Have you ever paid as much or more to reuse something? How did you weigh the costs? Do you have any great reusing stories or ideas to share? (I need ideas for my collection)

Accomplishments of Sorts

I would like to take a moment to congratulate myself for doing some things that most definitely should have already been done. Is such a self-congratulatory post utterly narcissistic? Yes it is. However, this is a blog in which I am the sole contributor and editor, so despite my best interest I suppose self-absorbed banter has always been the norm. Without further ado, let me share some accomplishments of sorts.

  1. It took us two whole weeks to fill one whole kitchen trash bag. I wanted to cut our trash consumption from the usual almost bag a week to one a month. Looks like we managed to get closer to that previously unspoken goal in spite of ourselves.
  2. Instead of wasting a paper towel or napkin/two every day at lunch, I have packed along my own cloth napkin. Moreover, my lunch napkins were actually repurposed from an old high school skirt by yours truly. This means that my lunches are now officially 100% zero waste.
  3. I made a dinner using most of our collard plant that even Ben found delicious, though I should note that it also included an unholy amount of meat. But let’s focus on the positive – Ben ate and enjoyed collards!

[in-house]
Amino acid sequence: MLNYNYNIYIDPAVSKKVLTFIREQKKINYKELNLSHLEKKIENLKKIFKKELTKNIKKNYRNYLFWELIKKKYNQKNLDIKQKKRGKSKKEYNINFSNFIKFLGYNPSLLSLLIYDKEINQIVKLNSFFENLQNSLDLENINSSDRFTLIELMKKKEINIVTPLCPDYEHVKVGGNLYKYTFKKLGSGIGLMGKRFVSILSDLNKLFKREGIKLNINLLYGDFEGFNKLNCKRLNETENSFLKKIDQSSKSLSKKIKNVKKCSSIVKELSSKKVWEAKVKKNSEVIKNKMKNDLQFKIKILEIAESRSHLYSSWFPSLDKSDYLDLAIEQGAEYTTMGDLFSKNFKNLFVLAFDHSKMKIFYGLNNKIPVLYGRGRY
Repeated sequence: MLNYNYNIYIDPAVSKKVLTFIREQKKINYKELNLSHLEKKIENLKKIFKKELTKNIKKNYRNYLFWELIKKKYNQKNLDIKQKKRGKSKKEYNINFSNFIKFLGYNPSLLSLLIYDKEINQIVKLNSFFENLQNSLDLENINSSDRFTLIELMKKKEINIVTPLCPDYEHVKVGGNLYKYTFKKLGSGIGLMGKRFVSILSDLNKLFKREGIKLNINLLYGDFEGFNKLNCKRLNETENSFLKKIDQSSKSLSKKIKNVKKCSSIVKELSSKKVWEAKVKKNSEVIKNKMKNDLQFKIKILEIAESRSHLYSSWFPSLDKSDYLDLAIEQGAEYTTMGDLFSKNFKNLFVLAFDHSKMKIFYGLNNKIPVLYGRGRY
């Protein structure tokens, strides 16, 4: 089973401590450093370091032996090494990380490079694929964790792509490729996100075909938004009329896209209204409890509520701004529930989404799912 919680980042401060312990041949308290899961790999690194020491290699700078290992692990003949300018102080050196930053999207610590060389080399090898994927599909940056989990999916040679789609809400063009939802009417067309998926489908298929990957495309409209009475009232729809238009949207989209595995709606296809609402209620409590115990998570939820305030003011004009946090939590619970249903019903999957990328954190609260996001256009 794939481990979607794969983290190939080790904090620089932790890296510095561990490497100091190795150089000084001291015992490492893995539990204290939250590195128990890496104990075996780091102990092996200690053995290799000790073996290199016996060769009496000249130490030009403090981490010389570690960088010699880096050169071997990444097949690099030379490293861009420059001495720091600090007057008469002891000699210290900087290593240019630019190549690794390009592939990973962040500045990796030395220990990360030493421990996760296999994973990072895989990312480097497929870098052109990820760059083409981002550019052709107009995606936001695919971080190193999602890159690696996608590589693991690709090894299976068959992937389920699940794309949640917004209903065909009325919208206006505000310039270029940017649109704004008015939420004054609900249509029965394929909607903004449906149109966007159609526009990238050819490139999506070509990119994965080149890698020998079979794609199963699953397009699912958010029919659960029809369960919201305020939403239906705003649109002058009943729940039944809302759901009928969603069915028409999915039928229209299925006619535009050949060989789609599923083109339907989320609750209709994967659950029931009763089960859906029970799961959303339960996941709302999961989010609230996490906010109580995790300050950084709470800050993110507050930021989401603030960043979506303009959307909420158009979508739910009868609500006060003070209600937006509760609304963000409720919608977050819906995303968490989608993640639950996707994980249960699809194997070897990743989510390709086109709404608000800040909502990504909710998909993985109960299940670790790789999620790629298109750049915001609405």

4. In the past week I have done yoga five times, four of which were credited to the monthly unlimited pass the generous owners of “my” yoga studio graciously sold for a mere $25.
  5. Our yard looks like people actually inhabit the house. We paid people to make it look this way, but it was an investment in a local business (win, win).
  6. I took a moment to finally remove the labeling from the jars I keep stowing away. Out of the landfill, helping with food storage and looking decent to boot.

There is so much that is not getting done, but I want to take a moment to bask in these victories, small as they are

Thank you.